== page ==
New Zealand to implement a new one-year patent grace period on 30 December 2018

New Zealand to implement a new one-year patent grace period on 30 December 2018

New Zealand to implement a new one-year patent grace period on 30 December 2018

New Zealand will implement a new one-year grace period within which to file a patent application for an already disclosed invention, when the Comprehensive and Progressive Agreement for Trans-Pacific Partnership enters into force on 30 December 2018.

Under the new grace period provisions, a self-originating prior disclosure of an invention is to be disregarded in an assessment of whether the invention is novel or involves an inventive step.  For the provisions to apply, the disclosure must be one which was made by or with the consent of the patentee or “nominated person” (the latter typically being the patent applicant) or the patentee/nominated person’s predecessor in title, and the New Zealand patent application must be filed within one year of the disclosure.  (New Zealand already has grace period provisions in respect of disclosures of matter deriving from the inventor(s) and obtained unlawfully or in breach of confidence.)

The new grace period provisions will not be retroactive; only disclosures on or after 30 December 2018 can be disregarded under the provisions.  Further, it is a New Zealand complete application which must be filed within the one-year period for the provisions to be invoked; the filing within that period of a New Zealand provisional application, or any application outside of New Zealand, to establish a priority date effective in New Zealand is not of itself sufficient.  The complete application can be either a national application, filed at the Intellectual Property Office of New Zealand, or an international (PCT) application which is progressed into a New Zealand national phase.

The new grace period provisions will be welcomed not only by patent applicants who have disclosed their inventions before filing a patent application but by many in the patent attorney profession both in New Zealand and elsewhere, and will align New Zealand with several countries, including Australia and the United States, which provide grace periods for filing after a self-originating disclosure of the invention.  That said, it is always preferable that the patent application be on foot before any non-confidential disclosure of the invention, given in particular that third parties which are availed of the invention and either exploit the invention or take “definite steps” to do so before the application is filed can thereby create a “prior user” right to exploit the invention on a continued basis, despite a patent being granted under the new provisions.  Also, some of New Zealand’s largest trading partners (including in particular China and countries signatory to the European Patent Organisation) do not provide a corresponding grace period.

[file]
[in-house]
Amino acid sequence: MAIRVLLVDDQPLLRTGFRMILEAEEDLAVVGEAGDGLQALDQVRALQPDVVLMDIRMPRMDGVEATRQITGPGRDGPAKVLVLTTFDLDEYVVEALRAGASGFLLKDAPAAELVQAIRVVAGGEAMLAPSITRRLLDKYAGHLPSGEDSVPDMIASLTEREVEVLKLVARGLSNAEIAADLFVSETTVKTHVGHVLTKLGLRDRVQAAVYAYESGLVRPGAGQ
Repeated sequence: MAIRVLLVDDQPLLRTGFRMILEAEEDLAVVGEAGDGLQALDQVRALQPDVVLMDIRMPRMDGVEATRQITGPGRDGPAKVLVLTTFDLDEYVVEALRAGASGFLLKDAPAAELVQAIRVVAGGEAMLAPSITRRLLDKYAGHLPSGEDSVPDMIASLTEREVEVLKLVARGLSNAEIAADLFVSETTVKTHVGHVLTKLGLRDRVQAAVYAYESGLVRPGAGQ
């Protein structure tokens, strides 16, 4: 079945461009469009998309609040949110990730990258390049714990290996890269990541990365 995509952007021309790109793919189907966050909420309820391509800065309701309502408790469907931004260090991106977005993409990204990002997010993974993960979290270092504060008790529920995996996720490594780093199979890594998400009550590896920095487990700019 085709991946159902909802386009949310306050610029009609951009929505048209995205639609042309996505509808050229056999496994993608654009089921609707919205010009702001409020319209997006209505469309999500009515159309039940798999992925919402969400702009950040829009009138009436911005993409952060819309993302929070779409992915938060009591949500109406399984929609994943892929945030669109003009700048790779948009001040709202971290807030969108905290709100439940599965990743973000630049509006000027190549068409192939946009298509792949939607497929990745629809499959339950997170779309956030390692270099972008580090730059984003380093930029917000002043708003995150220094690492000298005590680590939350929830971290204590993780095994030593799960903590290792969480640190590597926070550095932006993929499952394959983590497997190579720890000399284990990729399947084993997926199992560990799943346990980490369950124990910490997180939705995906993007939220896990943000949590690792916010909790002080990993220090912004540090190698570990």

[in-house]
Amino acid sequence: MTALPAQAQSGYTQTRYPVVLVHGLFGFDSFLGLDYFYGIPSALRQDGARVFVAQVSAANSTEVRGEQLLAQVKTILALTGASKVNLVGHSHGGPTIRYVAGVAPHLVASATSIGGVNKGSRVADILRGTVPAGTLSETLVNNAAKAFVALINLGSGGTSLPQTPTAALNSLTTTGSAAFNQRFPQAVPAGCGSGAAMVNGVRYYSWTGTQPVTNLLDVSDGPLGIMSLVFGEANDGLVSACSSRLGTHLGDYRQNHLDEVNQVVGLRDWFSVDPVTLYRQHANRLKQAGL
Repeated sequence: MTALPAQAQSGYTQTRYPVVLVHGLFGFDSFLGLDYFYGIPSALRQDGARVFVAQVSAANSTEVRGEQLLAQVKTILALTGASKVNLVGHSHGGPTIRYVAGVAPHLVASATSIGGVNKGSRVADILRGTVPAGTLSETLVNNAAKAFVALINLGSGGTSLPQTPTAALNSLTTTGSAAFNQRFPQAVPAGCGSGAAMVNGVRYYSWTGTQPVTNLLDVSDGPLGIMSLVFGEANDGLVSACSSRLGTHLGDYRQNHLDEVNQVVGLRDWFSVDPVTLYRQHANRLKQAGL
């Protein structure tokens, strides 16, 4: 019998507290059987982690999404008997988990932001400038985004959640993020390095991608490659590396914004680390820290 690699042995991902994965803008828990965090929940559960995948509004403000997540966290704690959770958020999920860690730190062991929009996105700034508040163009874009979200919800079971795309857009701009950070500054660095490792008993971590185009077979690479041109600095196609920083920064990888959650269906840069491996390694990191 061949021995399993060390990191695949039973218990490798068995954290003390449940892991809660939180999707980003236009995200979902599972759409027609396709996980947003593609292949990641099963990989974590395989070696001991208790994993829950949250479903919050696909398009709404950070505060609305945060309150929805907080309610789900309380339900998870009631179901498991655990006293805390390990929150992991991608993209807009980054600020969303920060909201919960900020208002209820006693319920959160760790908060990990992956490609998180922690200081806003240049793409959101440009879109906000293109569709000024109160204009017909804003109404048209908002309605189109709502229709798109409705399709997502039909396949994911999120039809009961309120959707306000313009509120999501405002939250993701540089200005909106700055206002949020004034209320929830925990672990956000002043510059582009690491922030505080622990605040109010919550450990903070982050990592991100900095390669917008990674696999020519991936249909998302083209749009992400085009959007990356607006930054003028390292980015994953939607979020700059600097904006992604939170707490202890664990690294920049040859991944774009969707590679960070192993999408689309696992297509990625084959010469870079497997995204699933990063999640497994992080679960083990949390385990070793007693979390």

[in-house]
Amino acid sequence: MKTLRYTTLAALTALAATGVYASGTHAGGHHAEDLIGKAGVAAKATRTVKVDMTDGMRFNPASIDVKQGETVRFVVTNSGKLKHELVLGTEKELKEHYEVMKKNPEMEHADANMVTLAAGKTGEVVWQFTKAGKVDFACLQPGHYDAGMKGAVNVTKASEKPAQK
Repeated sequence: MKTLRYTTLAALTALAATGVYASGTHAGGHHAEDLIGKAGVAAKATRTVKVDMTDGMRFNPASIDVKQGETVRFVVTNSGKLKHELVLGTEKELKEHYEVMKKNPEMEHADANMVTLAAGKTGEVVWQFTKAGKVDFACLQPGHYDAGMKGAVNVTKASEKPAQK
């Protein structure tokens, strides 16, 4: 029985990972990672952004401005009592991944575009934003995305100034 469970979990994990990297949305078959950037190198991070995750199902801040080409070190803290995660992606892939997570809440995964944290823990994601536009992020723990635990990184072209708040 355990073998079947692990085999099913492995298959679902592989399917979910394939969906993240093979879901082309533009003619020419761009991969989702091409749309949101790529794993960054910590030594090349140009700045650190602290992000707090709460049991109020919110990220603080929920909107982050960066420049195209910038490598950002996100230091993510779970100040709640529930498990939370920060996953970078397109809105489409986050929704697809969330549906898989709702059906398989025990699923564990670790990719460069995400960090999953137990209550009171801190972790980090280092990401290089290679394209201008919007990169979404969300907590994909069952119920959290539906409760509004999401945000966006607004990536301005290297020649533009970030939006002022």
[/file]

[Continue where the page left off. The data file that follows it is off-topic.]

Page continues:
The new grace period provisions apparently do not apply to “secret use” of an invention in New Zealand before the priority date – on the basis of which use a New Zealand patent is revocable or the grant thereof opposable – so that, whereas public working of the invention within the one-year period prior to the New Zealand filing date can attract the provisions, concealed working of the invention within that period cannot.  Also, there is uncertainty as to whether under the new provisions it is a disclosure only of the invention itself, or rather a disclosure of any invention (e.g. a similar but not identical one), which can be disregarded.  (Australia’s corresponding grace period provisions were, under the Intellectual Property Laws Amendment (Raising the Bar) Act 2012, extended so as to apply to secret use of an invention (in Australia) before the priority date and adjusted to eliminate a similar uncertainty.)

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